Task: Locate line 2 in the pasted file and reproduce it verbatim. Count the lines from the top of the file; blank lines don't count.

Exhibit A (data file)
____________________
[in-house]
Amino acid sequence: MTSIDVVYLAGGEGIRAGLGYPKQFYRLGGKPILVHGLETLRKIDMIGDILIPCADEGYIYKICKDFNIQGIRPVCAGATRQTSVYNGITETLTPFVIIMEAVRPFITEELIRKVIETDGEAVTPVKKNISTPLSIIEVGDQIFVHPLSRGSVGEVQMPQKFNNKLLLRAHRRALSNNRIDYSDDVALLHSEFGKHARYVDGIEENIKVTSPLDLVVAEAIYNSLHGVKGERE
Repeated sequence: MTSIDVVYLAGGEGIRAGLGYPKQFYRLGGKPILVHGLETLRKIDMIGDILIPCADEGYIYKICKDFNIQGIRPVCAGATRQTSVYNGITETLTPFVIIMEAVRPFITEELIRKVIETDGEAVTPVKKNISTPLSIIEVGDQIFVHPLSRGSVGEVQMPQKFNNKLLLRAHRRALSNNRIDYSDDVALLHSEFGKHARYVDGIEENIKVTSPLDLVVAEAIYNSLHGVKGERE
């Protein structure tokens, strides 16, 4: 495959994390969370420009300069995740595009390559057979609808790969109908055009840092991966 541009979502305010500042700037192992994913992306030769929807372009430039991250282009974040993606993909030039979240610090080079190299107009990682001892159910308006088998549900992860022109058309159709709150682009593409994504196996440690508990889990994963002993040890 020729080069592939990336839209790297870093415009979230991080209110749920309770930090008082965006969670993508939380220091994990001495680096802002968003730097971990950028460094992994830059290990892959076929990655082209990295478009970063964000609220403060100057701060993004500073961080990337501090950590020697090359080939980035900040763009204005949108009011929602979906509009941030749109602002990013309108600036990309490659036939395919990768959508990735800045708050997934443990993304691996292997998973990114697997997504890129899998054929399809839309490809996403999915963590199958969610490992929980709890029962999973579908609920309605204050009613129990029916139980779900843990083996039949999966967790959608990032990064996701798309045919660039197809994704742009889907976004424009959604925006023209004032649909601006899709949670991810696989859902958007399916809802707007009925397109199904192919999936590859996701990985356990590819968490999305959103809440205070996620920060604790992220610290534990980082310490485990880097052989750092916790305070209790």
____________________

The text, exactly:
Amino acid sequence: MTSIDVVYLAGGEGIRAGLGYPKQFYRLGGKPILVHGLETLRKIDMIGDILIPCADEGYIYKICKDFNIQGIRPVCAGATRQTSVYNGITETLTPFVIIMEAVRPFITEELIRKVIETDGEAVTPVKKNISTPLSIIEVGDQIFVHPLSRGSVGEVQMPQKFNNKLLLRAHRRALSNNRIDYSDDVALLHSEFGKHARYVDGIEENIKVTSPLDLVVAEAIYNSLHGVKGERE